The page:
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Cocoa Framework for rendering ANSi / ASCII art
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AnsiLove.xcodeproj
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README.md

README.md

AnsiLove.framework

This is a Cocoa framework I consider as modern approach of bringing back the good old days™. It's capable of rendering ANSi / ASCII art and it also handles SAUCE records. There are two classes responsible for all the magic: ALAnsiGenerator and ALSauceMachine. The former, ALAnsiGenerator creates Retina-ready PNG and TIFF images from ANSi source files. What with one thing and another, images are read-only. So if you're looking for something that generates output in real textmode, maybe as a NSAttributedString instance, you're wrong. However, if you're seeking the most complete and accurate rendering of ANSi art sources available these days, you came to the right place. While ALAnsiGenerator acts more like a Cocoa layer, there is a specifc library under the surface. It's called AnsiLove/C and we spent countless hours developing it. The latter, ALSauceMachine is reading SAUCE records and returns these values as Objective-C properties.

Version info

Current framework release: 3.0.0 - rendering library: AnsiLove/C 2.0.1

Features

Rendering of all known ANSi / ASCII art file types:

  • ANSi (.ANS)
  • Binary (.BIN)
  • Artworx (.ADF)
  • iCE Draw (.IDF)
  • Xbin (.XB) details
  • PCBoard (.PCB)
  • Tundra (.TND) details
  • ASCII (.ASC)
  • Release info (.NFO)
  • Description in zipfile (.DIZ)

Files with custom suffix default to the ANSi renderer (e.g. ICE or CIA).

AnsiLove.framework is capabable of processing:

  • SAUCE records
  • DOS and Amiga fonts (embedded binary dump)
  • iCE colors

Still not enough?

  • Output files are highly optimized 4-bit images.
  • Optionally generate proper Retina @2x.PNG files.
  • Merge output as TIFF, containing regular and Retina resolutions.
  • Use custom objects for adjusting output results.
  • Built-in support for rendering Amiga ASCII.
  • Everything's Mac App Store conform and sandboxing compliant.
  • This is an Automatic Reference Counting (ARC) project.

Documentation

Let's talk about using the framework in your own projects. First of all, AnsiLove.framework is intended to run on OS X, it won't work on iOS. Yeah, sorry for that. Not even my fault, it's simply not possible at this point. You have to download the sources and compile the framework. At least OS X Mountain Lion and Xcode 4.x are necessary for compiling the framework as is. Generally, targeting older SDKs is supported, but for said purpose you will also have to recompile all contents in the Library folder, including AnsiLove/C. While AnsiLove/C sources are up in a separate repository here on GitHub (just follow the link), sources for contained dylibs are not provided. Well, I never said it's easy to target older systems, at least it's possible. The project file contains two build targets, the framework itself and a test app AnsiLoveGUI, the latter is optional. Select AnsiLoveGUI from the Schemes dropdown in Xcode if you desire to compile that one too. The test app is a good example of implementing AnsiLove.framework, it does not contain much code and what you find there is well commented. So AnsiLoveGUI might be your first place to play with the framework after reading this documentation. Being an ARC framework, the test app is a pure ARC project as well. What else.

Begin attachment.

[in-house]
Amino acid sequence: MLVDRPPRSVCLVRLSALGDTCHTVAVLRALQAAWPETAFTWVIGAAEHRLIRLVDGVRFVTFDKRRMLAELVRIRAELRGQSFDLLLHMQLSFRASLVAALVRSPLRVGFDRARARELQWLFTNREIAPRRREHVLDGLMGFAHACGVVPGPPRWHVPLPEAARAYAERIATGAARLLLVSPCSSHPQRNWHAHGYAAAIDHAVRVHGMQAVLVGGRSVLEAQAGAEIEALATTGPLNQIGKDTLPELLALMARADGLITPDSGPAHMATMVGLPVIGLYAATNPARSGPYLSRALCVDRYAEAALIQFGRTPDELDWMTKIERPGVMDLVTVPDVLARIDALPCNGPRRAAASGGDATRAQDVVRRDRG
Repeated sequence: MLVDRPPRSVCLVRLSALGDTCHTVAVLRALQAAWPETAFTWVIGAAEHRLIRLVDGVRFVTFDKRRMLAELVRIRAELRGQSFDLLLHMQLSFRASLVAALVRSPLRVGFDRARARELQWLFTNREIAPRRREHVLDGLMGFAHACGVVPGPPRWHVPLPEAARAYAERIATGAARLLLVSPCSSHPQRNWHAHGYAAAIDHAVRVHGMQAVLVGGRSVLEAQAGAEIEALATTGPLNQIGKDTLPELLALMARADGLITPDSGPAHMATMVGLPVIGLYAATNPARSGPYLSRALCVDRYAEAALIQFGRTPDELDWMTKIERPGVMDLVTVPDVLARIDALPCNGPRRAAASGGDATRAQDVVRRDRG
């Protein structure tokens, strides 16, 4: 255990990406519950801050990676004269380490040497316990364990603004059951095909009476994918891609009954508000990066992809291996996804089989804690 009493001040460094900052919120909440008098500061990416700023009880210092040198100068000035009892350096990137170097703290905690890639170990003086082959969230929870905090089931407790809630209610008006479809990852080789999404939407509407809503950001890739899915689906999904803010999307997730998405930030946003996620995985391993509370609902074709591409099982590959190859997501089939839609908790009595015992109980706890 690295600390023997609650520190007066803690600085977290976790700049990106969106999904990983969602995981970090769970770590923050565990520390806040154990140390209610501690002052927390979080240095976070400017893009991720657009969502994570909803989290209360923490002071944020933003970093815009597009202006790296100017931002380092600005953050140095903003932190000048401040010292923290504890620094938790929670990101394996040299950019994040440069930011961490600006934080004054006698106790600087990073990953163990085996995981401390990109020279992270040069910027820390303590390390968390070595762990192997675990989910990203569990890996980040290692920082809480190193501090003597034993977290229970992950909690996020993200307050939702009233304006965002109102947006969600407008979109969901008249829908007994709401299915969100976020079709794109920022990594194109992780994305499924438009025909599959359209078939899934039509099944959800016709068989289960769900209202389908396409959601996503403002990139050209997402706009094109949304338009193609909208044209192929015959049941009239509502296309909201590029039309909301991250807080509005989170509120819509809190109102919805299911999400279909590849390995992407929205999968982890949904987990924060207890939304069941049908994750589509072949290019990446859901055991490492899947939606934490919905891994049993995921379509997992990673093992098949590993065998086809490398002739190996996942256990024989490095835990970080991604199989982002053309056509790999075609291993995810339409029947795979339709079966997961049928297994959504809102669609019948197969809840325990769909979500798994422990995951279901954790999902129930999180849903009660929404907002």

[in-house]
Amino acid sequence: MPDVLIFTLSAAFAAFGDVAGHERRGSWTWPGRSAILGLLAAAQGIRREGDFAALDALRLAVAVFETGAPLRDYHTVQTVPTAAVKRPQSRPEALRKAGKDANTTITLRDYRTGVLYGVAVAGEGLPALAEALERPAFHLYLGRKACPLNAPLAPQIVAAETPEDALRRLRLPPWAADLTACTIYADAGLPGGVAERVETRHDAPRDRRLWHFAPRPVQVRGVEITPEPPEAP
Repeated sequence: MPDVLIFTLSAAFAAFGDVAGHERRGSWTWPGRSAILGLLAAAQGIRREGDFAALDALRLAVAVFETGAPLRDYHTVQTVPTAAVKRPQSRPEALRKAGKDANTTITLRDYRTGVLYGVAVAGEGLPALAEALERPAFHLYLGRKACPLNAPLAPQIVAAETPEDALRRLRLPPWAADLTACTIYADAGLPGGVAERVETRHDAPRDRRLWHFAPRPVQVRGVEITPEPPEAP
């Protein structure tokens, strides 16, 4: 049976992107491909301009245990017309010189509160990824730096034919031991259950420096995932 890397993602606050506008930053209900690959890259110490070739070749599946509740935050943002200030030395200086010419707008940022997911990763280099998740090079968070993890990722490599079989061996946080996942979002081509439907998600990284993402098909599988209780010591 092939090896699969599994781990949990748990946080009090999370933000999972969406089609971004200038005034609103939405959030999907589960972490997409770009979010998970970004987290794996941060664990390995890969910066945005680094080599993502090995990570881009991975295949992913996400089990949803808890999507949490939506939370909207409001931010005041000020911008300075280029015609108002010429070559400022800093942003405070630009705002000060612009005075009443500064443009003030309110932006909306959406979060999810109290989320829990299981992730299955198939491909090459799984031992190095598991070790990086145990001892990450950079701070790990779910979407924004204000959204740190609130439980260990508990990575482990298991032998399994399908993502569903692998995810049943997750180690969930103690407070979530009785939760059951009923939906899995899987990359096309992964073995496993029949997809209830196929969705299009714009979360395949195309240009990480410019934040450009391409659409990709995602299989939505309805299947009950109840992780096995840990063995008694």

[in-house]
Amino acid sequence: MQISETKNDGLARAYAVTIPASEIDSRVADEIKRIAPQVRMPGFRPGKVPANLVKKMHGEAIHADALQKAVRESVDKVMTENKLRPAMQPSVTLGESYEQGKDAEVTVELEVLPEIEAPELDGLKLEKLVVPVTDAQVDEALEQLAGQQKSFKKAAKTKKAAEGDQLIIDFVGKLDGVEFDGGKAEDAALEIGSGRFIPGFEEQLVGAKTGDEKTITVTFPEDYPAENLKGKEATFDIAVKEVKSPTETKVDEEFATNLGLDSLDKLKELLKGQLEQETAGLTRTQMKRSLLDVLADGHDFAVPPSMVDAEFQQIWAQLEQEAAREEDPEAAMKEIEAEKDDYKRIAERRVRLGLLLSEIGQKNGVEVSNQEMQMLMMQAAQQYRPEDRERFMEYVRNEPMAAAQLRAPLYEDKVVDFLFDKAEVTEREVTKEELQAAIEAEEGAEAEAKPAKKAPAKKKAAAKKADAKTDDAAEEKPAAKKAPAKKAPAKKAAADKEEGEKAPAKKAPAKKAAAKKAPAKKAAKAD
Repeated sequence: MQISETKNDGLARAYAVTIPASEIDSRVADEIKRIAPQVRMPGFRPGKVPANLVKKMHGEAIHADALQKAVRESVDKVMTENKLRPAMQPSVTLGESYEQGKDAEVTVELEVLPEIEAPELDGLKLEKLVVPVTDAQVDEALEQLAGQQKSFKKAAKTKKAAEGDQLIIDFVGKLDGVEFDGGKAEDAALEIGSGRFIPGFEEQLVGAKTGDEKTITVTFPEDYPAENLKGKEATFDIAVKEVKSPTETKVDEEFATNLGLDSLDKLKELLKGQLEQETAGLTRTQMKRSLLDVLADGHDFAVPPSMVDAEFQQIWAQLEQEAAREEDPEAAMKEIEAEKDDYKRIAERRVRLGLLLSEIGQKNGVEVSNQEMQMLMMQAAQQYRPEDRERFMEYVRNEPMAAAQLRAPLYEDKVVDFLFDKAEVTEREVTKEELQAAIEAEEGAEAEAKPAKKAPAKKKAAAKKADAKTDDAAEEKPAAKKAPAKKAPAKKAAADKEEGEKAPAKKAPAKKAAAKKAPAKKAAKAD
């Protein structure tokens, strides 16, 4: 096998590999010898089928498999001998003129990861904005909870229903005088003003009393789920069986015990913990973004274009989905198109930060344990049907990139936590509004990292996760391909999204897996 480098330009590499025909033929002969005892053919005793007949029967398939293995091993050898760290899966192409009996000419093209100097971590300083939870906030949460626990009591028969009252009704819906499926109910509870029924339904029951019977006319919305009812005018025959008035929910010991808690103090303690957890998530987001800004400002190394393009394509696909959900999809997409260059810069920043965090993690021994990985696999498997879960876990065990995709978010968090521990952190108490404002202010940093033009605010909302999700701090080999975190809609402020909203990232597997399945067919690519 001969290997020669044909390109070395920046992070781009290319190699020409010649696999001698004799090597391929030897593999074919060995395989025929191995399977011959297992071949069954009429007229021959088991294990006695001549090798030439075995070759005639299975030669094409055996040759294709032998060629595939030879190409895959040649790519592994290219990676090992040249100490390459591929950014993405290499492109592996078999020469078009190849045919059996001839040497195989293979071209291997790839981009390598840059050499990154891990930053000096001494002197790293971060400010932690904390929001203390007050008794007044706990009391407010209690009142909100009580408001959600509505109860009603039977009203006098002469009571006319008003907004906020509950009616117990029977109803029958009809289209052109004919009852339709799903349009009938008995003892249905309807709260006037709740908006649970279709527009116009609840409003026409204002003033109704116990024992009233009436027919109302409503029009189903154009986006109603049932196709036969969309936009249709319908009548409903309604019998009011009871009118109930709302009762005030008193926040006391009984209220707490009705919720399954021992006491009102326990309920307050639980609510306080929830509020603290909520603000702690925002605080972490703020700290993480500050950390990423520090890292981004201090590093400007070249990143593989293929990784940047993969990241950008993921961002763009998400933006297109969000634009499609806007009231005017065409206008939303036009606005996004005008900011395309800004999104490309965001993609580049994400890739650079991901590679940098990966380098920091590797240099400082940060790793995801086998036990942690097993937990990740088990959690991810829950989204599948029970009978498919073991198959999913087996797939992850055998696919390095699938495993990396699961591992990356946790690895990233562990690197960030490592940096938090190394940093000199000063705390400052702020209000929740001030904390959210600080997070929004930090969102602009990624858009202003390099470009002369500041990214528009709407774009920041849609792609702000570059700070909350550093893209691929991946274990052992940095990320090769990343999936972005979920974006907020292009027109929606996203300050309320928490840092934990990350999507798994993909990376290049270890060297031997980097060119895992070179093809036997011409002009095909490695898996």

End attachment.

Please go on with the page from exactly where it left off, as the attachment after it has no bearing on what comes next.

Adding the framework to your projects

Place the compiled framework in a folder inside your project, I recommend creating a Frameworks folder, if not existing. In Xcode go to the File menu and select Add Files to "MyProject", select the AnsiLove.framework you just dropped in the Frameworks folder and then drag the framework to the other frameworks in your project hierarchy. The last steps are pretty easy:

  • In the project navigator, select your project
  • Select your target
  • Select the Build Phases tab
  • Open Link Binaries With Libraries expander
  • Click the + button and select AnsiLove.framework
  • Hit Add Build Phase at the bottom
  • Add a Copy Files build phase with Frameworks as destination
  • Once again select AnsiLove.framework

Now AnsiLove.framework is properly linked to your target and will be added to compiled binaries.

Implementing the framework in your own sources

Go to the header of the class you want to use the framework with. Import the framework like this:

#import <Ansilove/AnsiLove.h>

To transform ANSi source files into a beautiful images, ALAnsiGenerator comes with three methods you should know:

+ (void)ansiFileToPNG:
+ (void)ansiFileToRetinaPNG:
+ (void)ansiFileToRetinaTIFF:

Method ansiFileToPNG: creates a single PNG image in regular resolution from any given ANSi source. ansiFileToRetinaPNG: generates the regular PNG and additionally creates a properly named (and sized) Retina @2x.PNG variant. ansiFileToRetinaTIFF: generates the two PNGs and merges them to a Retina-ready TIFF, containing both resolutions. The PNG cache files will be automatically deleted after TIFF output is done.

You can call said methods like this:

[ALAnsiGenerator ansiFileToRetinaTIFF:self.myInputFile 
                           outputFile:self.myOutputFile 
                                 font:self.myFont 
                                 bits:self.myBits 
                            iceColors:self.myIceColors
                              columns:self.myColumns];

Keep in mind that ALAnsiGenerator needs all it's objects as NSString instances. You can work internally with numeric types like NSInteger or BOOL but you need to convert them to strings before you pass these values to ALAnsiGenerator. For example, iceColors (I'm going to explain all objects in detail below) can only be 0 or 1, so it's perfect to have that as BOOL type in your app. I did this in AnsiLoveGUI as well. To pass this value to ALAnsiGenerator you can do it something like this: